Wrongful Death Statute of Limitations

by Nov 17, 2022Article

The statute of limitations to file a wrongful death case varies from state to state. As of 2019 in Florida, the statute of limitations for wrongful death is within two years of the date of death in the majority of cases. Additionally, the Florida Statutes section 95.11 states that actions other than for recovery of real property is required to take place accordingly:

“An action for medical malpractice shall be commenced within 2 years from the time the incident giving rise to the action occurred or within 2 years from the time the incident is discovered.”

According to Florida’s “Right to Action” legislature under Statutes section 768.19, “When the death of a person is caused by wrongful act, negligence, default,or breach of contract or warranty of any person,” the deceased person’s estate is able to file a civil lawsuit. The estate can seek financial compensation for the wrongful death in question along with any resulting losses. 

Bringing Up A Wrongful Death Claim In Florida

Under Florida statutes, a wrongful death claim must be filed by a personal representative of the deceased’s estate. The personal representative must be listed under the will or estate plan of the deceased party. In the case there is no will or estate plan, a court-appointed representative will be determined. In Florida, a wrongful death claim is filed under the deceased person’s estate along with any family members and the personal representative of the estate. The personal representative is required to present a list of names in the claim who have an interest in the claim from the deceased’s estate. During a wrongful death case in Florida the following family members may recover damages:

  • Blood relatives
  • The spouse, parents, or children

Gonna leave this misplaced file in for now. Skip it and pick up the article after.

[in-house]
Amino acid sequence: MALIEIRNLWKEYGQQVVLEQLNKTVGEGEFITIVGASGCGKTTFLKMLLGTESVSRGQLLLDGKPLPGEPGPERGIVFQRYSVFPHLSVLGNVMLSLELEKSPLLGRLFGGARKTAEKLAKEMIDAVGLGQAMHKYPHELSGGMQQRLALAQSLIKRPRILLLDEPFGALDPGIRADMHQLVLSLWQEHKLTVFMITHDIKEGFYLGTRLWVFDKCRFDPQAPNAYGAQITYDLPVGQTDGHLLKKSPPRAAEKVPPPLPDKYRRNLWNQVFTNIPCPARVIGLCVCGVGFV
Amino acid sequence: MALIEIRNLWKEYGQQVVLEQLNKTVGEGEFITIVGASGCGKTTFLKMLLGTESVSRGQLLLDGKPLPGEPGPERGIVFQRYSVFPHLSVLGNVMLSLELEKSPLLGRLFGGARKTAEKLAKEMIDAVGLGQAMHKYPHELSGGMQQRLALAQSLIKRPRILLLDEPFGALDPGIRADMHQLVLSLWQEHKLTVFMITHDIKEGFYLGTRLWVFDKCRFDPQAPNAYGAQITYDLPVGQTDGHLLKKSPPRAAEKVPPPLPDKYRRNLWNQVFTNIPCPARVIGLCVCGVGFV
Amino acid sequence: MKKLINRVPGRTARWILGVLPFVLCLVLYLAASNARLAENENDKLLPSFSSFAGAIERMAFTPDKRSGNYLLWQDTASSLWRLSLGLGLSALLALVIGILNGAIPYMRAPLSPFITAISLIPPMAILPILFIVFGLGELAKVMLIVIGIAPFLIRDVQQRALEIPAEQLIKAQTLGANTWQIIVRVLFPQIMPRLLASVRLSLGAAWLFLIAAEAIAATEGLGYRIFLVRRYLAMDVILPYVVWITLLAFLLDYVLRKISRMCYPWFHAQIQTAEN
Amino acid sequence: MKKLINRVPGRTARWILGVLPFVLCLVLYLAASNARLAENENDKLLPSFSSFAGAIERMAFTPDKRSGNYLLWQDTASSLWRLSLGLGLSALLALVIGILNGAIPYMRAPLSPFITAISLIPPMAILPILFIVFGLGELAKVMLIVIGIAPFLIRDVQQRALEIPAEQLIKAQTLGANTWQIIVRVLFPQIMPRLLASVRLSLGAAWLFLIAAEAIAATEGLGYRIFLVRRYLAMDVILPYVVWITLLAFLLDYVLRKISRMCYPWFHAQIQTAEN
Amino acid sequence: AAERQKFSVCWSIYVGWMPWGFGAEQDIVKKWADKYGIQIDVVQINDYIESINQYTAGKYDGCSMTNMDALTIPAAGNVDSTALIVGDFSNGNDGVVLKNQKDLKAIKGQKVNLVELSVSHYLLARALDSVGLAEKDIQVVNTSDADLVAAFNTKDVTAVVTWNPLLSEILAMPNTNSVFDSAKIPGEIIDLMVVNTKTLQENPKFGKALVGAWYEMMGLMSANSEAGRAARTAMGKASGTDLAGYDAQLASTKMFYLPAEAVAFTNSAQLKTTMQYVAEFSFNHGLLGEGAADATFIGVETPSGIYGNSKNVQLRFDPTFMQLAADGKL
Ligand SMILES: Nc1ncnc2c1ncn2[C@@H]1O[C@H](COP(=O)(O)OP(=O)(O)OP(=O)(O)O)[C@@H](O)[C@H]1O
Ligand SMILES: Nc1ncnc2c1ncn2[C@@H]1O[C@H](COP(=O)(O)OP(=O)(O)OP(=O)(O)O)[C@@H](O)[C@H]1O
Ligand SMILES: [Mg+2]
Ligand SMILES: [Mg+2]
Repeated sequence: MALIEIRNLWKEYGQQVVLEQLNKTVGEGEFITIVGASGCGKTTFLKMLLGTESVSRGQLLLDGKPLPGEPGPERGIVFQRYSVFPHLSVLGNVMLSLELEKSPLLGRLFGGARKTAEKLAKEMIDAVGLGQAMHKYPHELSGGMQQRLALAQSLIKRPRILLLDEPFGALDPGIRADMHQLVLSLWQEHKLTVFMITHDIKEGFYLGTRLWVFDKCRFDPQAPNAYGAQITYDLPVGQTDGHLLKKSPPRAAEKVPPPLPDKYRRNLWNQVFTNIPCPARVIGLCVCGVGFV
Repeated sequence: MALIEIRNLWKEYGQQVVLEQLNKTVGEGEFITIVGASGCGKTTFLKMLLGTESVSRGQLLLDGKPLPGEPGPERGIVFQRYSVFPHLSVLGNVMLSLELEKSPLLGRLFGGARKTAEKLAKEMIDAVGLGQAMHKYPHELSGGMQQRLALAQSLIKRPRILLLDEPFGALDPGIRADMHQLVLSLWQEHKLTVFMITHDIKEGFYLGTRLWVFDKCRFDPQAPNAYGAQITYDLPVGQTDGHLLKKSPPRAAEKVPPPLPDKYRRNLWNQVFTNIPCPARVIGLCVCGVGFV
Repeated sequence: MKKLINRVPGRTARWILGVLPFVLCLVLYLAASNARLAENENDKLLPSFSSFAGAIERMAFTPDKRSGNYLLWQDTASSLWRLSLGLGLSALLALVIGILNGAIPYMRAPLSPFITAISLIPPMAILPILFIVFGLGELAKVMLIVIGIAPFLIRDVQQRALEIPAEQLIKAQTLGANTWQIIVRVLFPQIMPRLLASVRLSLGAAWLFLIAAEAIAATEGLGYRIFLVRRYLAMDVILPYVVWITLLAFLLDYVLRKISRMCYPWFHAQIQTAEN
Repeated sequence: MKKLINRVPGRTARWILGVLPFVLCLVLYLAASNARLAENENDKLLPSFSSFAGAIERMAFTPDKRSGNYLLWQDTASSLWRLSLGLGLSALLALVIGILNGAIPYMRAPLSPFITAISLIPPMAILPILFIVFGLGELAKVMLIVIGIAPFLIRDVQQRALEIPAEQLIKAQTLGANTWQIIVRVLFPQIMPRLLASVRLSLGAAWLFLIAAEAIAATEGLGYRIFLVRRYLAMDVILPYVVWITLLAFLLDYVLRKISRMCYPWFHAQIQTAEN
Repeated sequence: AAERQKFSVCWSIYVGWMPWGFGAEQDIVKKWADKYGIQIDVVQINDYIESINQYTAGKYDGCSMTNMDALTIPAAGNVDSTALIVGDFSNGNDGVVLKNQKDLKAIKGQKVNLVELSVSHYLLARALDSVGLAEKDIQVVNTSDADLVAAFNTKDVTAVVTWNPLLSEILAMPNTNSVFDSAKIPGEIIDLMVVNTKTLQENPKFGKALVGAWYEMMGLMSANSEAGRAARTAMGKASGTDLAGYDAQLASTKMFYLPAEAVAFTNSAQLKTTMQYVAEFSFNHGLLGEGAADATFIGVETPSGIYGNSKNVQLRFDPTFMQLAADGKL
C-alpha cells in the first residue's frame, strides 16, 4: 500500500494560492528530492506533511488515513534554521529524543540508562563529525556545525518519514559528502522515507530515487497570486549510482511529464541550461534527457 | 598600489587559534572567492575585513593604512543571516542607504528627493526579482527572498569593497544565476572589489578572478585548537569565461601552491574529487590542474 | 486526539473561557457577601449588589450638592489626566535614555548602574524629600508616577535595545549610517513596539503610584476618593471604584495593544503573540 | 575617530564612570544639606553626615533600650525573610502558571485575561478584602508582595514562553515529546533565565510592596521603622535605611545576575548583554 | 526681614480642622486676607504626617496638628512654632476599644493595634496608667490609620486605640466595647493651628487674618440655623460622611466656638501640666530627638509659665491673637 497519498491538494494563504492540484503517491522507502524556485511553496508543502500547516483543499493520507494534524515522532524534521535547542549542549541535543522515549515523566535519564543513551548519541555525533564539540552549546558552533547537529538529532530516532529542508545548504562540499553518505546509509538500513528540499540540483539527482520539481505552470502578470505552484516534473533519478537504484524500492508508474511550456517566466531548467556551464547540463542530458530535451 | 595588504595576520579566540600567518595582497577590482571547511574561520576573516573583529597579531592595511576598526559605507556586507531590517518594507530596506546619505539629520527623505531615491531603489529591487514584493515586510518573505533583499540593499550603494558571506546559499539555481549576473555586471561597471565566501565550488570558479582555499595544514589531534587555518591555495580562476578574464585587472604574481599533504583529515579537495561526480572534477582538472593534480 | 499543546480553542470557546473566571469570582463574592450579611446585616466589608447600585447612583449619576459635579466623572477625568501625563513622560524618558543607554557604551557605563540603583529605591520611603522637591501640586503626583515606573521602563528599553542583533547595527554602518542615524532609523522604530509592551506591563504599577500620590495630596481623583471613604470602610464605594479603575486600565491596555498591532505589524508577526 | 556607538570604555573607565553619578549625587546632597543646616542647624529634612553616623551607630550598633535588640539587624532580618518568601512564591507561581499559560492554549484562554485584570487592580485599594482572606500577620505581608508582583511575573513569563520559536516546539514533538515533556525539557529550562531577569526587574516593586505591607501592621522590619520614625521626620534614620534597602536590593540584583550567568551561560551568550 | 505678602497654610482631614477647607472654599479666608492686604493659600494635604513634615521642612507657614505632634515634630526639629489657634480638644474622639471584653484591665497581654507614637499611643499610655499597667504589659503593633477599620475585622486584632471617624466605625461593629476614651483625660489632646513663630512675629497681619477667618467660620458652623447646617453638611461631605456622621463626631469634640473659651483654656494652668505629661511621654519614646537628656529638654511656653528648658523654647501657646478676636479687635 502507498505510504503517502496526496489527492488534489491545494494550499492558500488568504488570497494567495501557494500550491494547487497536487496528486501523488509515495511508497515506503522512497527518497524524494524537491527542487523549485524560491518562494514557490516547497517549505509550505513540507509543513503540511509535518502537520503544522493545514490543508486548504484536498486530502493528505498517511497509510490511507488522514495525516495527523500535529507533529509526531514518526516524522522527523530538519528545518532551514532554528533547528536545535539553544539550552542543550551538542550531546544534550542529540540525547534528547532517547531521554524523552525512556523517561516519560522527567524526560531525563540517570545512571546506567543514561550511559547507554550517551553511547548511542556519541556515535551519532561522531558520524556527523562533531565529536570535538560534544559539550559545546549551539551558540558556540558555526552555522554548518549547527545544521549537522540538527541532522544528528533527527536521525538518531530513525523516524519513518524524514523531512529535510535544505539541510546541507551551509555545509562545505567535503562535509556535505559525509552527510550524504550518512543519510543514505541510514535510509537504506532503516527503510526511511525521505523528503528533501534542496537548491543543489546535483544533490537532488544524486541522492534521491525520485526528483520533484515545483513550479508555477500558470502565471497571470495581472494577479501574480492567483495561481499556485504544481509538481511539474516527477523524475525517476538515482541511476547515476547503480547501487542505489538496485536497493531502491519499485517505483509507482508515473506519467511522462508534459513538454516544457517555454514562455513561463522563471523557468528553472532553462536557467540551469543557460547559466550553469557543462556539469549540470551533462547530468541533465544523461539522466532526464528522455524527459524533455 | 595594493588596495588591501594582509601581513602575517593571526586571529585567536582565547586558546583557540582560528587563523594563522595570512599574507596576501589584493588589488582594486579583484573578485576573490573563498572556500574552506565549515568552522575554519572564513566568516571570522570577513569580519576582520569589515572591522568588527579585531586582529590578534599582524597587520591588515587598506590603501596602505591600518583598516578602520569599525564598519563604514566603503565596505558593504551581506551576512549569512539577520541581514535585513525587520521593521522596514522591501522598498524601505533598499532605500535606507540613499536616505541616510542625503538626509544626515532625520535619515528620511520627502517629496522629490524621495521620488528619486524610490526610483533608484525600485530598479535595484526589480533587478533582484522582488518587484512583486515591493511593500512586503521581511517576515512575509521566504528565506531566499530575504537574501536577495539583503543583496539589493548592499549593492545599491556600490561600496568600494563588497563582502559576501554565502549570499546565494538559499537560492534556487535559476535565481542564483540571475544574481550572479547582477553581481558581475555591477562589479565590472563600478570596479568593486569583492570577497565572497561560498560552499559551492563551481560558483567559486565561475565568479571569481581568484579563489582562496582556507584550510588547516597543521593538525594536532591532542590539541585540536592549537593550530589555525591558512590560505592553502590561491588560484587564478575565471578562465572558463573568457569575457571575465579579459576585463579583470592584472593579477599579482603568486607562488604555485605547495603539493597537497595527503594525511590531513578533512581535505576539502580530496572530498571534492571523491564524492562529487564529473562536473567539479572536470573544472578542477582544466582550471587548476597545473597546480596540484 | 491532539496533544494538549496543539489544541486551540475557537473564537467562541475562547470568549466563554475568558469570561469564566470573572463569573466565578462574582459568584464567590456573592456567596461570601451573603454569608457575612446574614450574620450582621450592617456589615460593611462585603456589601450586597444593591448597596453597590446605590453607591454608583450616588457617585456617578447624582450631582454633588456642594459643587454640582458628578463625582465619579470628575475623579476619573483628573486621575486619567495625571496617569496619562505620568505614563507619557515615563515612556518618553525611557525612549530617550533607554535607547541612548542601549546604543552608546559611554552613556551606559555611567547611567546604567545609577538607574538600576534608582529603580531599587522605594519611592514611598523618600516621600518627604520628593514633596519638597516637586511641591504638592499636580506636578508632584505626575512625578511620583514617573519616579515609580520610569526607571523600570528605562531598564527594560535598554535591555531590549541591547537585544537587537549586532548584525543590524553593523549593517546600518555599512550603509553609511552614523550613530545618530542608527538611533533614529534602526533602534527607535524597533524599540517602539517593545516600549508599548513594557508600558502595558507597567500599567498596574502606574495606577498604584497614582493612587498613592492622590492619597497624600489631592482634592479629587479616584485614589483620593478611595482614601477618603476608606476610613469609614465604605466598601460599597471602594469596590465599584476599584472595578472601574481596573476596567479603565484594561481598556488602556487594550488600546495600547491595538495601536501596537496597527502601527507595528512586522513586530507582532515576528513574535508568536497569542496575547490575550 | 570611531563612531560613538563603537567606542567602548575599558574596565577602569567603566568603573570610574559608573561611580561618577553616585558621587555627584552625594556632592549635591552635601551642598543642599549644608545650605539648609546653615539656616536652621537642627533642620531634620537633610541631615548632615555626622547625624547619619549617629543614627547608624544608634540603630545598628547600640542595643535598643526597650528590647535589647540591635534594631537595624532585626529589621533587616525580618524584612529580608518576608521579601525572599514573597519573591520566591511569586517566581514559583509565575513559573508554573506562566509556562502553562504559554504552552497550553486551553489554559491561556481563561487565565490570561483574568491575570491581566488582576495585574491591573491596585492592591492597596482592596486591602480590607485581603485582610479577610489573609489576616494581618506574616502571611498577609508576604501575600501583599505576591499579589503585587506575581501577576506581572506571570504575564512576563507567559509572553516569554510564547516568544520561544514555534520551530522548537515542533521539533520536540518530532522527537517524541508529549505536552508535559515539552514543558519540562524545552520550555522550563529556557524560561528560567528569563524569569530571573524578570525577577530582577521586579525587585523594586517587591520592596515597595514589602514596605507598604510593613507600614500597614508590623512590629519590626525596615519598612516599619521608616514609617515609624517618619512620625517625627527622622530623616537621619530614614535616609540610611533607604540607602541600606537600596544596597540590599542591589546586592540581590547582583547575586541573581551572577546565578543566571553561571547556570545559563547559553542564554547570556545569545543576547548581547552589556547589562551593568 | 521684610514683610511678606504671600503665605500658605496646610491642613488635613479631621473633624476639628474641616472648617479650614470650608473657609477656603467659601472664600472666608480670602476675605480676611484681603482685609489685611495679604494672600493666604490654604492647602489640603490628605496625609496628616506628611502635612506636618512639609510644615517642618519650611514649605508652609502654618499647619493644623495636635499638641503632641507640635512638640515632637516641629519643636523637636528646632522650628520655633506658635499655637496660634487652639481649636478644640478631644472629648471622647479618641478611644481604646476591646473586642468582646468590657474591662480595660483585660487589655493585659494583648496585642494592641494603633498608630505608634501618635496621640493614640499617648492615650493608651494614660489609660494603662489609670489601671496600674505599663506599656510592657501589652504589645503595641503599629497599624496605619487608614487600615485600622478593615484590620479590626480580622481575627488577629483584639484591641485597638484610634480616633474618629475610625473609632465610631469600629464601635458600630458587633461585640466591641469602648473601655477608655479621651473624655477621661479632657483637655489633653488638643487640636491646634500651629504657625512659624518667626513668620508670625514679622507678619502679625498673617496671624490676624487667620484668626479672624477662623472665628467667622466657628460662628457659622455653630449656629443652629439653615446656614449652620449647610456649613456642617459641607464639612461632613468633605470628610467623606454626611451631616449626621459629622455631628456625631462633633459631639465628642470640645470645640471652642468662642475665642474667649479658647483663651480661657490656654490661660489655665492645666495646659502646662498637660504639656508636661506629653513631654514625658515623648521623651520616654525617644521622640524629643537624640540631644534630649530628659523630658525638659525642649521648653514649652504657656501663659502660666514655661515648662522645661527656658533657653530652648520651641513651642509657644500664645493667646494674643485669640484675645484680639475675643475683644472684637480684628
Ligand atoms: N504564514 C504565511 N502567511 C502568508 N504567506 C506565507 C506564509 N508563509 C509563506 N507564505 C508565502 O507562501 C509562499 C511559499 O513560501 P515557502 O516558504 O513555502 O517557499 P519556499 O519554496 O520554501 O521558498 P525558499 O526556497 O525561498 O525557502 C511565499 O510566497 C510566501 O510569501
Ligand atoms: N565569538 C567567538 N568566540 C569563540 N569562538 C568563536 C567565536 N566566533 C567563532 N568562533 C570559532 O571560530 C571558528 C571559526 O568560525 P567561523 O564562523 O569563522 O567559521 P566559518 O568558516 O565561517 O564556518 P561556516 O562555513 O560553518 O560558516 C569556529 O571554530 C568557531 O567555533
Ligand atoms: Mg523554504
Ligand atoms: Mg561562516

• Adult children when there isn’t a spouse
  • The parents of minors

What Damages Are Recoverable Under Florida’s Wrongful Death Act?

The Florida Wrongful Death Act establishes that the only figure to bring about the claim or lawsuit must be the personal representative of the decedent. Under Section 768.20, the personal representative can bring a claim for the benefit of the decedent’s estate as well as for the benefit of the decedent’s survivors. Recoverable damages by the deceased’s estate include:

  • Medical bills
  • Funeral expenses
  • Mental pain and anguish (including minors under 25 years old)
  • Lost wages
  • Value of lost support and services

The value of lost earnings that the deceased person was expected to receive can also be recovered by the deceased person’s estate. The prospective net accumulations of the estate (the value of earnings the estate would’ve received if the deceased person had lived) may also be recovered. If the deceased person’s estate and not the government brings a civil claim to court, it is known as a wrongful death case. The liability in a Florida wrongful death case is expressed solely in terms of financial damages. When a wrongful death is at play, criminal cases can also be brought up in court. However, these are different types of cases addressing separate concerns and don’t always result in financial compensation. 

Contact Us Today

If you’ve lost a loved one and you suspect wrongful death, you may need an experienced attorney on your side. Call Terry M. Rosenblum & Associates to schedule an appointment with a Florida personal injury attorney today.